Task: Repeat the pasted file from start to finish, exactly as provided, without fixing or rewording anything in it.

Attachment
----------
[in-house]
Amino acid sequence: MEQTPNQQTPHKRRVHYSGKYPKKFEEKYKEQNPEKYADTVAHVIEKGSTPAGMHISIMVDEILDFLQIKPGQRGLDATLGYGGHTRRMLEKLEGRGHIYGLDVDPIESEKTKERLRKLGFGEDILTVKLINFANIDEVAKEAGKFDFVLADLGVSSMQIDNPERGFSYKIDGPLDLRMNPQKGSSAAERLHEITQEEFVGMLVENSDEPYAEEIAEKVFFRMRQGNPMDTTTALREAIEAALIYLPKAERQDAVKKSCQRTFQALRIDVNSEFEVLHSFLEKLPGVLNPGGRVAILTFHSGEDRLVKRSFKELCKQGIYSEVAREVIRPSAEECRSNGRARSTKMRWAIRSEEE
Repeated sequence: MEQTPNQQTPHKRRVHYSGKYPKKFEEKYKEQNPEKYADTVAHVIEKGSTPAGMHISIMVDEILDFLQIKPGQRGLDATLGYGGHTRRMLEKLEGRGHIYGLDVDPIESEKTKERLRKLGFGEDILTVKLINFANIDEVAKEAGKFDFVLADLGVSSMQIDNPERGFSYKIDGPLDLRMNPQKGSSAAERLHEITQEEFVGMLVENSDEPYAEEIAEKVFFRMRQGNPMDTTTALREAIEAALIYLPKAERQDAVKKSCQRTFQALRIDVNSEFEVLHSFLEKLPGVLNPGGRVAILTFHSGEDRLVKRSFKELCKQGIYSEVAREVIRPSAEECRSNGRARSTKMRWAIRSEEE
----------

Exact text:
[in-house]
Amino acid sequence: MEQTPNQQTPHKRRVHYSGKYPKKFEEKYKEQNPEKYADTVAHVIEKGSTPAGMHISIMVDEILDFLQIKPGQRGLDATLGYGGHTRRMLEKLEGRGHIYGLDVDPIESEKTKERLRKLGFGEDILTVKLINFANIDEVAKEAGKFDFVLADLGVSSMQIDNPERGFSYKIDGPLDLRMNPQKGSSAAERLHEITQEEFVGMLVENSDEPYAEEIAEKVFFRMRQGNPMDTTTALREAIEAALIYLPKAERQDAVKKSCQRTFQALRIDVNSEFEVLHSFLEKLPGVLNPGGRVAILTFHSGEDRLVKRSFKELCKQGIYSEVAREVIRPSAEECRSNGRARSTKMRWAIRSEEE
Repeated sequence: MEQTPNQQTPHKRRVHYSGKYPKKFEEKYKEQNPEKYADTVAHVIEKGSTPAGMHISIMVDEILDFLQIKPGQRGLDATLGYGGHTRRMLEKLEGRGHIYGLDVDPIESEKTKERLRKLGFGEDILTVKLINFANIDEVAKEAGKFDFVLADLGVSSMQIDNPERGFSYKIDGPLDLRMNPQKGSSAAERLHEITQEEFVGMLVENSDEPYAEEIAEKVFFRMRQGNPMDTTTALREAIEAALIYLPKAERQDAVKKSCQRTFQALRIDVNSEFEVLHSFLEKLPGVLNPGGRVAILTFHSGEDRLVKRSFKELCKQGIYSEVAREVIRPSAEECRSNGRARSTKMRWAIRSEEE